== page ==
HOW SARS WILL DEAL WITH SOUTH AFRICA’S TAX REVOLT
South African Revenue Service (SARS) commissioner Edward Kieswetter has stated that the revenue service needs to prosecute tax dodgers to prevent a widespread tax revolt.
Speaking to the Sunday Times, Kieswetter said that the public wants to see more criminals brought to justice for dodging their taxes.
He added that rising levels of tax avoidance were a major problem for the revenue service, stating that one of the biggest reasons for this phenomenon was a lack of confidence in both SARS and the government.
“No-one is brought to book,” Kieswetter said. “What’s happening in SARS is a microcosm of what’s happening in South Africa.”
“If you’re an ordinary taxpayer struggling to make ends meet, then you may begin to feel morally justified to fiddle with your taxes,” he said.
SARS is working on bringing major offenders to justice, with Kieswetter admitting that cracking down on big cases of tax avoidance is important for winning back public confidence.
Kieswetter added that SARS’ capacity to pursue this type of prosecution has been limited by a “mass exodus of experienced, technically competent staff such as auditors and investigators, and a massive decline in morale” at the revenue service.
In addition to a burgeoning tax revolt, Kieswetter added that another major concern for SARS was the eroding tax base of the country due to skilled professional emigrating from South Africa.
“The erosion of the tax base and a lack of confidence in our country should be a concern for all of us, because we all bear the brunt of that.”
Speaking to BusinessTech, Tax Consulting SA senior tax attorney Jean du Toit said that government needs to begin looking at the consequences of declining tax revenue collection.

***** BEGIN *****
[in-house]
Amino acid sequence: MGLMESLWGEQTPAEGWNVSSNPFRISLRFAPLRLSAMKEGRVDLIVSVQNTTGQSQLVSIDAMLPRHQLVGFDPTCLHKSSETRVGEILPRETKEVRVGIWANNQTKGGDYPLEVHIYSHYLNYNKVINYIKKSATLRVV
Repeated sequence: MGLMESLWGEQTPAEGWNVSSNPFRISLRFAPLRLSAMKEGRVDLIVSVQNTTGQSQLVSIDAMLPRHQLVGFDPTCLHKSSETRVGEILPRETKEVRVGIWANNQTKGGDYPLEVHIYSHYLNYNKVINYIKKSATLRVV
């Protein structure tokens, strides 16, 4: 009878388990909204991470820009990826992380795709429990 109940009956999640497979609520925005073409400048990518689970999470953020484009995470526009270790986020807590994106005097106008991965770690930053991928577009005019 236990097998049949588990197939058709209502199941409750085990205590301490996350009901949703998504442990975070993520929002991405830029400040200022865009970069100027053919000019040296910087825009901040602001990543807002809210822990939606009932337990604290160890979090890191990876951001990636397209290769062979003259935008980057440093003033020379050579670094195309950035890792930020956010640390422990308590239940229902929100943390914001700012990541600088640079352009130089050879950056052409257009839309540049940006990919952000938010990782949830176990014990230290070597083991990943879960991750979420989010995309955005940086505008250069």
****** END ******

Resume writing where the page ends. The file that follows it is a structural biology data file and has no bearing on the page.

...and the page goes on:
Du Toit said a ‘tax revolt’ is any situation where taxpayers in an act of solidarity resolve to abstain from their civic duty of paying their taxes, similar to the effective and ongoing protest of e-toll payments by motorists.
“Under a tax revolt, one may broadly identify two types of taxpayers; those who simply do not and never have paid taxes, perhaps out of disdain for the very concept thereof and those who, from some misguided sense of virtue, feel justified in discontinuing their tax obligations,” he said.
“In the latter case, the taxpayer somehow legitimises their behaviour, often because they do not think they have to contribute to a leaky bucket, or they feel they have already contributed more than their fair share,” he said.
He added that some taxpayers may choose to withhold their tax simply because they have no fear of being prosecuted – a perception which SARS aims to change by prosecuting cases of gross nonpayment.
No matter how you cut it, these types of tax revolts are illegal and cannot be rationalised, du Toit said.
To make it easier for local taxpayers to file their returns correctly and on time, SARS recently launched a new e-filing system.
2019’s tax season has also been staggered to improve service to taxpayers and encourage conversion to online filing.
Upon announcing the launch of this new e-filing system, SARS said it would step up its prosecution of taxpayers and brokers who attempted to understate their clients’ income.
“We have also noticed Tax Preparers unethically promising taxpayers that they will secure a refund. They then look for opportunities to understate income or overstate expenses,” SARS said.
“This is a serious offence and could result in criminal charges as well as financial consequences for the taxpayer who remains accountable to SARS for their submission.”